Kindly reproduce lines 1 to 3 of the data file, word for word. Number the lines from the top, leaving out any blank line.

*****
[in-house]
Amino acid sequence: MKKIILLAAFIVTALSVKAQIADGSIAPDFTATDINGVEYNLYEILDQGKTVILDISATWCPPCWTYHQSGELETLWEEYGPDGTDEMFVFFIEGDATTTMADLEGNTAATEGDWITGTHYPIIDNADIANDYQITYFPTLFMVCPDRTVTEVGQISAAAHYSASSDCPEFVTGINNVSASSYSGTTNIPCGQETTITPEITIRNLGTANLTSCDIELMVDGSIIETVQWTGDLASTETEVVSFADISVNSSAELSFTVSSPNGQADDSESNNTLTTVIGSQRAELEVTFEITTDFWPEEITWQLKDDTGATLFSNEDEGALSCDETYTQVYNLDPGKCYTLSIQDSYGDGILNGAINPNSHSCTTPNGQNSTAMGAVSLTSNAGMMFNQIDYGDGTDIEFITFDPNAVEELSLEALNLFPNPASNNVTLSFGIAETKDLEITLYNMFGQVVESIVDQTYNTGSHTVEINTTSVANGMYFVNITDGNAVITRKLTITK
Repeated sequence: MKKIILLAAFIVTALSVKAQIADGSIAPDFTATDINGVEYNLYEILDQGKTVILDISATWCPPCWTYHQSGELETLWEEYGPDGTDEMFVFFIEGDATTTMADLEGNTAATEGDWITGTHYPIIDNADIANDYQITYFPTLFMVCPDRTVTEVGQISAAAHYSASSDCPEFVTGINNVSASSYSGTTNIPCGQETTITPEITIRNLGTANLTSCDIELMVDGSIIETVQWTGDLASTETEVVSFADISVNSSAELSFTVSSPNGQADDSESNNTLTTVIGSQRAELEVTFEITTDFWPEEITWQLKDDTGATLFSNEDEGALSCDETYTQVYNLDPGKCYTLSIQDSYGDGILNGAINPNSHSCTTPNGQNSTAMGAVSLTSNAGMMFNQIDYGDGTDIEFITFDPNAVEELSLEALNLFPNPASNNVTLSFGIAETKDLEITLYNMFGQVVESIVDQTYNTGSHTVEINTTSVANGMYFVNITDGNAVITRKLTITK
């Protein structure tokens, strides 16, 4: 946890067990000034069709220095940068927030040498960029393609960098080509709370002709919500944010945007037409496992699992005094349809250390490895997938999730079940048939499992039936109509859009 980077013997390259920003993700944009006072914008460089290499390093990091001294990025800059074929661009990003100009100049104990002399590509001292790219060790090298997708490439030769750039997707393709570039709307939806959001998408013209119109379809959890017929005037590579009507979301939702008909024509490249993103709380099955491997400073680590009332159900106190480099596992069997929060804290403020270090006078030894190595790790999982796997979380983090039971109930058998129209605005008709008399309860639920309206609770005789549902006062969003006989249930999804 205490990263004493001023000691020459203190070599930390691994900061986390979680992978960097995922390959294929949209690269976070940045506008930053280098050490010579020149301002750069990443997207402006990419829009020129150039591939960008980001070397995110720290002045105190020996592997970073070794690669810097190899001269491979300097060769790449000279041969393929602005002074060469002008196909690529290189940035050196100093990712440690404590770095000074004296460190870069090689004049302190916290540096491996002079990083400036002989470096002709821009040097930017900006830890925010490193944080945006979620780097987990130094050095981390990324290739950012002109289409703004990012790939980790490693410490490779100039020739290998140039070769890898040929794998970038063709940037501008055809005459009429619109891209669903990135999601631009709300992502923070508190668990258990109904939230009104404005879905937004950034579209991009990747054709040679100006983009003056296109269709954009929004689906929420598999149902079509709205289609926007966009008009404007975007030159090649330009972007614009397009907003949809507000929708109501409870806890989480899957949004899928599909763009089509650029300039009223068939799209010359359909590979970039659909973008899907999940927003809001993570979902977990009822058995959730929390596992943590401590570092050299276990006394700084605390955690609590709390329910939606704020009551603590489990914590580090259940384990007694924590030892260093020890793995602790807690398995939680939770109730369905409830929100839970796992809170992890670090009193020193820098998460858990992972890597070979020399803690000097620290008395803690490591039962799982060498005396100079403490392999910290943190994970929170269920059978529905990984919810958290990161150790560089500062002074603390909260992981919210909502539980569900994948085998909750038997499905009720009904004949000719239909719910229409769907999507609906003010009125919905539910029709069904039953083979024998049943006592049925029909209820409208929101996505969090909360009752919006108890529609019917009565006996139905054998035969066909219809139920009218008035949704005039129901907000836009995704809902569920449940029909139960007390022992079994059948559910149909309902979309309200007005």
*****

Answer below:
[in-house]
Amino acid sequence: MKKIILLAAFIVTALSVKAQIADGSIAPDFTATDINGVEYNLYEILDQGKTVILDISATWCPPCWTYHQSGELETLWEEYGPDGTDEMFVFFIEGDATTTMADLEGNTAATEGDWITGTHYPIIDNADIANDYQITYFPTLFMVCPDRTVTEVGQISAAAHYSASSDCPEFVTGINNVSASSYSGTTNIPCGQETTITPEITIRNLGTANLTSCDIELMVDGSIIETVQWTGDLASTETEVVSFADISVNSSAELSFTVSSPNGQADDSESNNTLTTVIGSQRAELEVTFEITTDFWPEEITWQLKDDTGATLFSNEDEGALSCDETYTQVYNLDPGKCYTLSIQDSYGDGILNGAINPNSHSCTTPNGQNSTAMGAVSLTSNAGMMFNQIDYGDGTDIEFITFDPNAVEELSLEALNLFPNPASNNVTLSFGIAETKDLEITLYNMFGQVVESIVDQTYNTGSHTVEINTTSVANGMYFVNITDGNAVITRKLTITK
Repeated sequence: MKKIILLAAFIVTALSVKAQIADGSIAPDFTATDINGVEYNLYEILDQGKTVILDISATWCPPCWTYHQSGELETLWEEYGPDGTDEMFVFFIEGDATTTMADLEGNTAATEGDWITGTHYPIIDNADIANDYQITYFPTLFMVCPDRTVTEVGQISAAAHYSASSDCPEFVTGINNVSASSYSGTTNIPCGQETTITPEITIRNLGTANLTSCDIELMVDGSIIETVQWTGDLASTETEVVSFADISVNSSAELSFTVSSPNGQADDSESNNTLTTVIGSQRAELEVTFEITTDFWPEEITWQLKDDTGATLFSNEDEGALSCDETYTQVYNLDPGKCYTLSIQDSYGDGILNGAINPNSHSCTTPNGQNSTAMGAVSLTSNAGMMFNQIDYGDGTDIEFITFDPNAVEELSLEALNLFPNPASNNVTLSFGIAETKDLEITLYNMFGQVVESIVDQTYNTGSHTVEINTTSVANGMYFVNITDGNAVITRKLTITK